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    Sale 2388

    Important Chinese Jades from the Personal Collection of Alan and Simone Hartman Part II

    27 November 2007, Hong Kong

  • Lot 1520


    Price Realised  


    QIANLONG PERIOD (1736-1795)

    Exquisitely carved in the form of an asymmetrical peach, the rounded walls of the vessel gently elongated to one side forming a raised spout-like curvature surmounted by two well carved bats, their outspread curling wings stretching out around the sides of the bowl, a loose ring handle suspended beneath them, three further bats forming the wufu encirling the rim above rounded peach leaves rising up from the base, the stone of a highly polished even creamy white tone
    4 7/8 in. (12.5 cm.) wide, stand

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    The present bowl is notable for its unusual divergence from 18th century conventions of symmetry. Rather than being circular and having twin opposing handles, the vessel has been carved into a more original yet graceful and well-proportioned form.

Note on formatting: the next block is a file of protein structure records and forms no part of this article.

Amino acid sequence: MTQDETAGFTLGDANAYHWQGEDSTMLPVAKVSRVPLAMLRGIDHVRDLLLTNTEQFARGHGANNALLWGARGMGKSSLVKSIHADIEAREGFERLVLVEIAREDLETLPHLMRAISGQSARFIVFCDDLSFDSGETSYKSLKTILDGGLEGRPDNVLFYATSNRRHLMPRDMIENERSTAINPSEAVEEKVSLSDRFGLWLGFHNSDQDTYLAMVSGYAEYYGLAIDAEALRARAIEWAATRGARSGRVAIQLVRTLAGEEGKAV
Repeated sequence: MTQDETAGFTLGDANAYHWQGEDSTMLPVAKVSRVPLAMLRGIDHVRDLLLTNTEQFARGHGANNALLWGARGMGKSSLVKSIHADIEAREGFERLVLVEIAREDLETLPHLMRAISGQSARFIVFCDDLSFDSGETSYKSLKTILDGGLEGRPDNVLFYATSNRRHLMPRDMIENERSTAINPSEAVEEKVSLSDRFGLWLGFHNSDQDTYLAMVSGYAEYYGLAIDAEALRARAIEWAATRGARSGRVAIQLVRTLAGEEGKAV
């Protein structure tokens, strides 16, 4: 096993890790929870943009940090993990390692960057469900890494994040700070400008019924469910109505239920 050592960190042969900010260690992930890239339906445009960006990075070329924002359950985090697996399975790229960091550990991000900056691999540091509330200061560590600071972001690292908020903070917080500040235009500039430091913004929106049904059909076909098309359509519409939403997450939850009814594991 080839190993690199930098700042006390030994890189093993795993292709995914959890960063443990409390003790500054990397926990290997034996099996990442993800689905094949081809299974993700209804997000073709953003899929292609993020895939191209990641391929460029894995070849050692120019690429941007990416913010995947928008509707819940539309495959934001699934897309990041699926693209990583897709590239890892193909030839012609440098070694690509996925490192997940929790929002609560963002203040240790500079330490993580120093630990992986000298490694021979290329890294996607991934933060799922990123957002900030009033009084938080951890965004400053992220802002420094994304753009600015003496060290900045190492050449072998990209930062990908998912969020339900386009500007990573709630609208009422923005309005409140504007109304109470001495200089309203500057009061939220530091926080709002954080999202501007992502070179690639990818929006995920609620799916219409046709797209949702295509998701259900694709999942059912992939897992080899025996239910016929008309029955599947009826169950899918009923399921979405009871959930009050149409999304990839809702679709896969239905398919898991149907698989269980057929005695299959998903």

Compare the present bowl with two more conventionally shaped peach and bat bowls with very similar carving, one from the Hartman Collection illustrated by R. Kleiner, op. cit., no. 92 and another sold at Sotheby's Hong Kong, 18 May 1988, lot 543.

    The imagery of the design is highly auspicious, as the peach is traditionally symbolic of immortality whilst the five bats, wufu are a homonym for the Five Blessings (old age, wealth, health, love of virtue and peaceful death).


    Robert Kleiner, Chinese Jades from the Collection of Alan and Simone Hartman, Hong Kong, 1996, no. 93


    Christie's New York, 13-26 March 2001
    Museum of Fine Arts, Boston, August 2003 - December 2004